Tuesday, October 02, 2007

I would gladly miss the plane....

This is a pure after thought of an urge to speak which wasn’t satisfied, one that was on the tip of my frontal lobe from quite some time now. It’s been months since I first watched Richard Linklater’s Before Sunrise and Before Sunset. These aren’t really two distinct movies. They aren’t movies at all if you ask me. They are a part of our personality, or so to speak humanity (for the lack of a better word), which stand face to face with us, staring right back at us to rethink those priceless moments. The post’s title refers to Ethan Hawke eventually missing the plane going back home, to spend some extra time with this lost love, knowing that it wouldn’t matter, but still would satisfy him for that moment.
One dialog really ticked me off, Julie Delpy says while talking to Ethan Hawke about her childhood memories that, “memory is good as long as we don’t have to deal with the past”. Although her context has roughly no meaning in which I took it, but it felt so true. All the things we thought, felt, experienced are so irrelevant when thought from a rational world view, but seem to mean so much when thought from a sensitive view. 
Five minutes spent with the person you care about the most, money spent on eating that favourite dish at the local snack bar at the exact same moment when you wanted to eat it, being able to board the train that you almost always miss on your way to college, talking for hours and hours with someone who you honestly connected with, being able to say what you mean to someone and getting the exact same response from them, listening to your own heart beat when you press your ear really hard against the bed. All these have absolutely no meaning in the life which is defined by necessity. All these things are immaterial to someone who lives in the moment for the moment and doesn’t want to be bothered about the time spent. But they play a very important part in shaping up the chaos that we call our mind. Every thought, every self reflection is touched by these small experiences which take you closer to defining yourself in your own mind. This time the only thing that seems irrelevant is the present. What I am is the memory of what I was and what I will be is almost like an uncharged electron.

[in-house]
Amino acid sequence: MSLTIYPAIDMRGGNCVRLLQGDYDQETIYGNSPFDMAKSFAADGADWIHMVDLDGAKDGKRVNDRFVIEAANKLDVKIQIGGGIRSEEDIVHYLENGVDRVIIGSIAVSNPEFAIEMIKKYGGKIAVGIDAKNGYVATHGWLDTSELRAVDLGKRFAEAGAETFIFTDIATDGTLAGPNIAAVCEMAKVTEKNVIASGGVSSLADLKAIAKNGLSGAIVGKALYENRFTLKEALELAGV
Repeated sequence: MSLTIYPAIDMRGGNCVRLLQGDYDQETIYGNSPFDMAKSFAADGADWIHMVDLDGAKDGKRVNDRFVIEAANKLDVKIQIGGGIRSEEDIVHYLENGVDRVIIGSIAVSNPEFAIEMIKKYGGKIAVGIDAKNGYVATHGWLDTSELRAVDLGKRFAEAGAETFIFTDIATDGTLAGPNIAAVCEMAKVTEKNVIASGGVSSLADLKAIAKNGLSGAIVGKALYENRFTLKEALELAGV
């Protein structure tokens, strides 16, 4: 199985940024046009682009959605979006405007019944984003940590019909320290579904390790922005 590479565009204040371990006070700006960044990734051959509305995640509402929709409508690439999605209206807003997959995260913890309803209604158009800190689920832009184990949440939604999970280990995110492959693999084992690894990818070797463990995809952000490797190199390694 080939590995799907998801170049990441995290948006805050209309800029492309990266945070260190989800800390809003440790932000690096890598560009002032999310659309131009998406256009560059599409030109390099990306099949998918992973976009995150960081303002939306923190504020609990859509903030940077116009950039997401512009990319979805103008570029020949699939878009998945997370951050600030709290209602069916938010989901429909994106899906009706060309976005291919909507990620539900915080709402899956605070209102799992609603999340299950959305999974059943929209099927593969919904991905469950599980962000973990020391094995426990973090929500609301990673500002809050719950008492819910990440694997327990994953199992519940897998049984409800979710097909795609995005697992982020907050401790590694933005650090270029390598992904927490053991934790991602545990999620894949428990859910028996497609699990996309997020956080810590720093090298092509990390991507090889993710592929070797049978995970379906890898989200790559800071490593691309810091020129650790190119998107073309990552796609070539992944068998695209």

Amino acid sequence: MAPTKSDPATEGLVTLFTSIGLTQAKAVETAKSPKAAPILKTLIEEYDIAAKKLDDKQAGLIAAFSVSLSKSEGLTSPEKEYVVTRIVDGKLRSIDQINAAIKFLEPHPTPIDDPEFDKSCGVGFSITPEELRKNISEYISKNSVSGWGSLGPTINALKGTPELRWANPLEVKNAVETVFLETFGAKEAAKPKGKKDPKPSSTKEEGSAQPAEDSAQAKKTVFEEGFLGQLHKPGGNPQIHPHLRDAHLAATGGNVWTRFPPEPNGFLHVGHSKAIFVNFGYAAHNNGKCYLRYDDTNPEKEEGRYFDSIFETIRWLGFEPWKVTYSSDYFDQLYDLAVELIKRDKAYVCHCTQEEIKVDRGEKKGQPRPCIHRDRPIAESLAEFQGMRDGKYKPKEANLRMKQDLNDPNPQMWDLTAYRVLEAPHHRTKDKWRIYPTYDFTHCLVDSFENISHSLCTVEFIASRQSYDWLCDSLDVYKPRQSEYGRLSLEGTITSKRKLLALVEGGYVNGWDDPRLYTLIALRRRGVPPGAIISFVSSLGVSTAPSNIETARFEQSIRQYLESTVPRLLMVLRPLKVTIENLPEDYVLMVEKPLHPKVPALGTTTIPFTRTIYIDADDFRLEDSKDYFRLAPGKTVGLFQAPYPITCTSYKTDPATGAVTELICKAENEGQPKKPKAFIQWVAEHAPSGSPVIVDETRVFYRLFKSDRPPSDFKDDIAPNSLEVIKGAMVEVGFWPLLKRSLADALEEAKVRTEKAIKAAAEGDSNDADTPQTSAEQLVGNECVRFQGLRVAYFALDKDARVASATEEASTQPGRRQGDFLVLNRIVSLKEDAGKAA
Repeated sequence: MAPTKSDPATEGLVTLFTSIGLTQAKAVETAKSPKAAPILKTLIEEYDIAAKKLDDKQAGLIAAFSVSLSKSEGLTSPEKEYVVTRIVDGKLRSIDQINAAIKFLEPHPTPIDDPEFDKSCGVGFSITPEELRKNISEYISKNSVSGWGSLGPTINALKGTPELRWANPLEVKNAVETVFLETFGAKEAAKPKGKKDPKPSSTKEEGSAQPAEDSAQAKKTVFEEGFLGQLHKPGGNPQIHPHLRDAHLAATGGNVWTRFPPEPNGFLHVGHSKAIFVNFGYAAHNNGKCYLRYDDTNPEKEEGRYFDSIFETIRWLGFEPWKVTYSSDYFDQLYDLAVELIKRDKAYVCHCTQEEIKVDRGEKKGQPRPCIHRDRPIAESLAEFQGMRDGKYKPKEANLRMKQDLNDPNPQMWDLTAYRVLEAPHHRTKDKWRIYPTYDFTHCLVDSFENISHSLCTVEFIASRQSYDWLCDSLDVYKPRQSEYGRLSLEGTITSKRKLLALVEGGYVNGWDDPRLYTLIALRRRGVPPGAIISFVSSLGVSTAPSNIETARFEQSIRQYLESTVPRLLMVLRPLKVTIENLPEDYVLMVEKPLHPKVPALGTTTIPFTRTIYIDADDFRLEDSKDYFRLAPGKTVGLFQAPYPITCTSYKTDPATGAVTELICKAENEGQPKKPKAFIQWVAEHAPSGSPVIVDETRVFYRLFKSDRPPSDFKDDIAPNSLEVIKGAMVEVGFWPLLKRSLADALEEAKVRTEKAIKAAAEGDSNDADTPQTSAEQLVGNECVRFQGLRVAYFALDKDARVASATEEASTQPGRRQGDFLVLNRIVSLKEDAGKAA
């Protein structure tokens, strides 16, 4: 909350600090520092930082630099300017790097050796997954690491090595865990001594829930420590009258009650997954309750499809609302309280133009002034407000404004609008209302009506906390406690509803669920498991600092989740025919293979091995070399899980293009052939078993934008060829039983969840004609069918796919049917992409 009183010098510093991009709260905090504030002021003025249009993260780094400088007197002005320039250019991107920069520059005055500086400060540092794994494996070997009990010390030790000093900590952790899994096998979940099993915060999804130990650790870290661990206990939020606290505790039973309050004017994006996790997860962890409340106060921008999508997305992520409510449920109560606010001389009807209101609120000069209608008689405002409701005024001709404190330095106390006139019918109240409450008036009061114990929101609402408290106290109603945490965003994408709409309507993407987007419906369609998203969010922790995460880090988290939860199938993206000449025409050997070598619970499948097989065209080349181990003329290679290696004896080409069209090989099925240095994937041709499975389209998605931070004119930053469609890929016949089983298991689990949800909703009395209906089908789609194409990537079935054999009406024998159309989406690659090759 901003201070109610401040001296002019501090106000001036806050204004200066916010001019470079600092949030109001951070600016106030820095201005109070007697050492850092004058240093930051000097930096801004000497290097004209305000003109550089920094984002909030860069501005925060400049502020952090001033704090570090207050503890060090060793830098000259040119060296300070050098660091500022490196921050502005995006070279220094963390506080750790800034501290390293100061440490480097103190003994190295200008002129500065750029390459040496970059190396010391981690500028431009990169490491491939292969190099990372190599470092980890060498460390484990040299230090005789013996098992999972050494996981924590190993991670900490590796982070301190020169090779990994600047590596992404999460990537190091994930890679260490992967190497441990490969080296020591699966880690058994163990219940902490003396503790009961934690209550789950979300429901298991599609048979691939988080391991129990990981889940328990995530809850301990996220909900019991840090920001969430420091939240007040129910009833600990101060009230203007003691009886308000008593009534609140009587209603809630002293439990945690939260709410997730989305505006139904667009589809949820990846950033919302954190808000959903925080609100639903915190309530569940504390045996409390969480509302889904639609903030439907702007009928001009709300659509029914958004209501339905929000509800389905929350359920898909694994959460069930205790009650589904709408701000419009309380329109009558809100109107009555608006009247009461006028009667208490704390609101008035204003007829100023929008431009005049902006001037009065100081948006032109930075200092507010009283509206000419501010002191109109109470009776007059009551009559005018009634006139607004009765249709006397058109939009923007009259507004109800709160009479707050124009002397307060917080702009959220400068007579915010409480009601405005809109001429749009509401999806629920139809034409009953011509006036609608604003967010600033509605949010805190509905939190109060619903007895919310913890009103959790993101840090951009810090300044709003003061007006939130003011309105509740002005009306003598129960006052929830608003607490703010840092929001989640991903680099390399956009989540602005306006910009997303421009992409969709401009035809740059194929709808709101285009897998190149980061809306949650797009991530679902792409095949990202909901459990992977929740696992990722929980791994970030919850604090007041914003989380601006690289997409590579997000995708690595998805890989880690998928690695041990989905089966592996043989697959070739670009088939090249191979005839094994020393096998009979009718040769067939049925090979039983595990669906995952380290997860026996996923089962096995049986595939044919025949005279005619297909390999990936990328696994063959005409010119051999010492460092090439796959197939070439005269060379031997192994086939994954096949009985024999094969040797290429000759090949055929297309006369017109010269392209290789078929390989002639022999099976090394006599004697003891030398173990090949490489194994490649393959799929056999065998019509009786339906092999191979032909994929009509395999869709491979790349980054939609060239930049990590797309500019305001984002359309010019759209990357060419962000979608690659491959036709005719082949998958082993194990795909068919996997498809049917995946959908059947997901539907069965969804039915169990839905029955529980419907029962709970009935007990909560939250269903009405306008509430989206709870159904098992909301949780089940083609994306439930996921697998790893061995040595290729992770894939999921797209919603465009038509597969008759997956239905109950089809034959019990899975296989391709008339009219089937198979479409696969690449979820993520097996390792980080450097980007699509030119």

So many mornings, I woke up to find myself deliberately telling me to get out of bed and do something, anything. Even though I had a well defined day right ahead of me, I used to discard it as morning sickness and used to get along with the routine with that first sip of tea. But after watching Before Sunset, once again, last night, I thought how important that moment is, every morning, when your mind reboots from its dormancy and starts connecting all the dots once again. When you disregard such a moment it certainly destroys that link with the past, which our memories have conjured up for us, to think about, to cherish them, to live that moment in our head and feel contempt of having been there, once again.
How many times has the thought crossed my mind that what I love about myself, is something no one else will appreciate. What I think about myself, is something no one else would be willing to accept. What I think about anything is just someone else’s perception of good or bad and which will certainly result in being my bad judgement. I thought of what Paresh had told me once on the phone last year. “Dude watch this movie (before sunrise), such a movie should only be made in Hollywood, only they know how to make a romantic movie, truly romantic in every sense of the word”. Perhaps he was more right than he knew. It’s not just a movie, after watching the sequel, something changed in me. I had the opportunity of watching both the movies back to back, and something definitely happened in that grey area. I wasn’t anticipating such a delightful flow of thought. When so many things keep our minds mired with just in time thoughts, we oddly even feel the necessity to think about how things could have been. I mean, when Ethan Hawke writes n entire book based on that one night spent with Julie Delpy in Vienna and she writes a song about him, it is about them thinking how things could have been. 
Instead of always staying a little disgruntled, we can always end up taking a course of thought which might satisfy us a little bit every day, just hypothetically, so as to keep that sense of satisfaction alive. Its uncanny how economics imitates life or life imitates economics. It’s about the law of diminishing marginal utility that keeps us in check with our desires that we need to take them in moderate doses so as to satisfy ourselves with that exact amount...

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